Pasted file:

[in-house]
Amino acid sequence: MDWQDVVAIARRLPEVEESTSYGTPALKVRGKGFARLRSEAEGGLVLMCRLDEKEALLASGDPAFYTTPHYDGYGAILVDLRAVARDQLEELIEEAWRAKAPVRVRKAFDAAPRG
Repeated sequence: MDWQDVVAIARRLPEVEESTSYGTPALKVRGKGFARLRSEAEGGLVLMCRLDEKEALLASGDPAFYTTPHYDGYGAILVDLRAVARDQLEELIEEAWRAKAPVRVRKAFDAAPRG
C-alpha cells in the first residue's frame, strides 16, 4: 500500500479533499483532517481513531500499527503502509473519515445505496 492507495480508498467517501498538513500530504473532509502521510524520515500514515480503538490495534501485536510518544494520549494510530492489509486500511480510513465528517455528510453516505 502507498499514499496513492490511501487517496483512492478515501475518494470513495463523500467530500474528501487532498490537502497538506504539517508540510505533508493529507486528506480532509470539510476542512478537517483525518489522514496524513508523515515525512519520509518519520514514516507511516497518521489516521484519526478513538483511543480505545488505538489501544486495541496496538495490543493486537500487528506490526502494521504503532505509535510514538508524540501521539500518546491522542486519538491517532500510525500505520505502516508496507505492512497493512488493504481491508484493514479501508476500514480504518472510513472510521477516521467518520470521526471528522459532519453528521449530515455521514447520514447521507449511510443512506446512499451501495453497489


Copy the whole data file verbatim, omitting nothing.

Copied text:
[in-house]
Amino acid sequence: MDWQDVVAIARRLPEVEESTSYGTPALKVRGKGFARLRSEAEGGLVLMCRLDEKEALLASGDPAFYTTPHYDGYGAILVDLRAVARDQLEELIEEAWRAKAPVRVRKAFDAAPRG
Repeated sequence: MDWQDVVAIARRLPEVEESTSYGTPALKVRGKGFARLRSEAEGGLVLMCRLDEKEALLASGDPAFYTTPHYDGYGAILVDLRAVARDQLEELIEEAWRAKAPVRVRKAFDAAPRG
C-alpha cells in the first residue's frame, strides 16, 4: 500500500479533499483532517481513531500499527503502509473519515445505496 492507495480508498467517501498538513500530504473532509502521510524520515500514515480503538490495534501485536510518544494520549494510530492489509486500511480510513465528517455528510453516505 502507498499514499496513492490511501487517496483512492478515501475518494470513495463523500467530500474528501487532498490537502497538506504539517508540510505533508493529507486528506480532509470539510476542512478537517483525518489522514496524513508523515515525512519520509518519520514514516507511516497518521489516521484519526478513538483511543480505545488505538489501544486495541496496538495490543493486537500487528506490526502494521504503532505509535510514538508524540501521539500518546491522542486519538491517532500510525500505520505502516508496507505492512497493512488493504481491508484493514479501508476500514480504518472510513472510521477516521467518520470521526471528522459532519453528521449530515455521514447520514447521507449511510443512506446512499451501495453497489